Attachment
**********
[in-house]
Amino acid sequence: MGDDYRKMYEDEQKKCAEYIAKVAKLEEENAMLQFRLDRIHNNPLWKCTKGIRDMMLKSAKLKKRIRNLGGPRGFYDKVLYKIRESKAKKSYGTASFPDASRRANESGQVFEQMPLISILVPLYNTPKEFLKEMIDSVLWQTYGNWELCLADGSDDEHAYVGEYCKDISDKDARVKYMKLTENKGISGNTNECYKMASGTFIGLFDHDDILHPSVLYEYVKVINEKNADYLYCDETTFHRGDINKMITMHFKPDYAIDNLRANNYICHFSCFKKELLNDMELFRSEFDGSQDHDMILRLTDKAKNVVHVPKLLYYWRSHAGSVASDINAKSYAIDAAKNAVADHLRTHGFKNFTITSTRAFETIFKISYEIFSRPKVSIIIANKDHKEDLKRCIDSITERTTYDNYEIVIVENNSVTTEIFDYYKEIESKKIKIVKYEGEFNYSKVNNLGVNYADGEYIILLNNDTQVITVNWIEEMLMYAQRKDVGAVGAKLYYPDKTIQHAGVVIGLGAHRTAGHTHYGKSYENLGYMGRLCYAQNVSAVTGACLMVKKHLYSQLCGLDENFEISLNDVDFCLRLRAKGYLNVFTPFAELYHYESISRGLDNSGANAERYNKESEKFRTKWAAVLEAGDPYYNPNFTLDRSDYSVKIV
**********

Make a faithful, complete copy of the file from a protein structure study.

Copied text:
[in-house]
Amino acid sequence: MGDDYRKMYEDEQKKCAEYIAKVAKLEEENAMLQFRLDRIHNNPLWKCTKGIRDMMLKSAKLKKRIRNLGGPRGFYDKVLYKIRESKAKKSYGTASFPDASRRANESGQVFEQMPLISILVPLYNTPKEFLKEMIDSVLWQTYGNWELCLADGSDDEHAYVGEYCKDISDKDARVKYMKLTENKGISGNTNECYKMASGTFIGLFDHDDILHPSVLYEYVKVINEKNADYLYCDETTFHRGDINKMITMHFKPDYAIDNLRANNYICHFSCFKKELLNDMELFRSEFDGSQDHDMILRLTDKAKNVVHVPKLLYYWRSHAGSVASDINAKSYAIDAAKNAVADHLRTHGFKNFTITSTRAFETIFKISYEIFSRPKVSIIIANKDHKEDLKRCIDSITERTTYDNYEIVIVENNSVTTEIFDYYKEIESKKIKIVKYEGEFNYSKVNNLGVNYADGEYIILLNNDTQVITVNWIEEMLMYAQRKDVGAVGAKLYYPDKTIQHAGVVIGLGAHRTAGHTHYGKSYENLGYMGRLCYAQNVSAVTGACLMVKKHLYSQLCGLDENFEISLNDVDFCLRLRAKGYLNVFTPFAELYHYESISRGLDNSGANAERYNKESEKFRTKWAAVLEAGDPYYNPNFTLDRSDYSVKIV